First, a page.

Citing well-founded charges of discrimination, three powerful congressional committee chairmen have urged Immigration and Naturalization Service Commissioner Doris Meissner to settle a complaint alleging agencywide bias against African American officers.
"The INS should . . . move expeditiously toward recognition of the well-founded claims of federal employees for simple justice," the three congressmen wrote in a March 1 letter to Meissner.
The legislators urged Meissner to learn from the experience of the FBI, which last year settled similar discrimination claims on behalf of more than 400 black agents. Among other things, the bureau agreed to promote blacks to supervisory slots.
Urging the INS to settle were House Judiciary Chairman Jack Brooks (D-Tex.), John Conyers Jr. (D-Mich.), head of the Committee on Government Operations, and William L. Clay (D-Mo.), chairman of the Committee on Post Office and Civil Service.
The three committees oversee employment practices at the Justice Department, parent body of the INS and FBI. The department's many tasks include enforcement of laws banning discrimination.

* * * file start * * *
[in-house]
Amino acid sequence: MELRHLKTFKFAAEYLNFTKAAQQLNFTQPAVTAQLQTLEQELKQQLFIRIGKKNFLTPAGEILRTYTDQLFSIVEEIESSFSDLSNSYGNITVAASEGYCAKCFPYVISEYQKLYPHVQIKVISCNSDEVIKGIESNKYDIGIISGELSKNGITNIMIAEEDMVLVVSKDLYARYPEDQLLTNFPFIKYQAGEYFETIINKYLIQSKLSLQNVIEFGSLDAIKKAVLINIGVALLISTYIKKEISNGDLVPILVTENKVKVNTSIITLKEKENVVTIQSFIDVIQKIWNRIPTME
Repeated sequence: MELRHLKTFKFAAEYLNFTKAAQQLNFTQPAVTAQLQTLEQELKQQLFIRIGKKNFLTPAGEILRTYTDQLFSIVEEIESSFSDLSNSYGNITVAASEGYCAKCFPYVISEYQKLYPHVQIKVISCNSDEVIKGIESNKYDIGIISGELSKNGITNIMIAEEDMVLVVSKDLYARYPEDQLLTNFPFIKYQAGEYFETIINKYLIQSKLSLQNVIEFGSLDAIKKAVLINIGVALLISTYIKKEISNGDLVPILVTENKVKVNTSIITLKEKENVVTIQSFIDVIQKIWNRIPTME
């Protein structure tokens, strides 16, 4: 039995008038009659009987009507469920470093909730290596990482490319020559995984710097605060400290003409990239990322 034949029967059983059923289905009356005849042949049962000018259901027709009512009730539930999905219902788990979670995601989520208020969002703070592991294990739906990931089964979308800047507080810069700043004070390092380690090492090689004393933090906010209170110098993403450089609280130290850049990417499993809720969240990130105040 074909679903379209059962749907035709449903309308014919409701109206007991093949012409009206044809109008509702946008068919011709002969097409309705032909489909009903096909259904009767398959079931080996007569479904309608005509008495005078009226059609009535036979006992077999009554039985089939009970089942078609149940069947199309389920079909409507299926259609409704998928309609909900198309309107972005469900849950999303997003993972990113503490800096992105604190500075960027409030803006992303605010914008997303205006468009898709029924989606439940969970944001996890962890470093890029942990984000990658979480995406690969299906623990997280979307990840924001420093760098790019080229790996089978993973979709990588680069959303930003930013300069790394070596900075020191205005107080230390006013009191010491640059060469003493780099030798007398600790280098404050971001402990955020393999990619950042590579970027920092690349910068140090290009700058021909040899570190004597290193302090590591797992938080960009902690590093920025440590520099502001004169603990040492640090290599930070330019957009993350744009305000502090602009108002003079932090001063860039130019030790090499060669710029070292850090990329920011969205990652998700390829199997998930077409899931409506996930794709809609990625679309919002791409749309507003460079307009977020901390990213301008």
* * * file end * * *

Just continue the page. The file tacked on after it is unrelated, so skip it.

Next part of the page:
Ralph Thomas, who directs congressional and public affairs for the INS, declined to comment on the legislators' request to Meissner.
The INS has not responded directly to the charges of discrimination, but agency officials have acknowledged disparities in representation of African Americans in management. Blacks account for more than 11% of the INS payroll, agency figures show, but they occupy fewer than 6% of the best-paying jobs.
Black INS officers have cited 14 years of alleged discrimination, including workplace harassment, imposition of unequal discipline and bias in determining promotions. The officers are seeking back pay, promotions, and wide-ranging reform of the agency's personnel policies.
The INS officers' complaint--which originated with black criminal investigators in the Los Angeles district--is pending before the Equal Employment Opportunity Commission, an independent federal body that investigates bias charges. An administrative law judge last month certified the matter as a class action, broadening it to include more than 500 INS employees and former workers nationwide.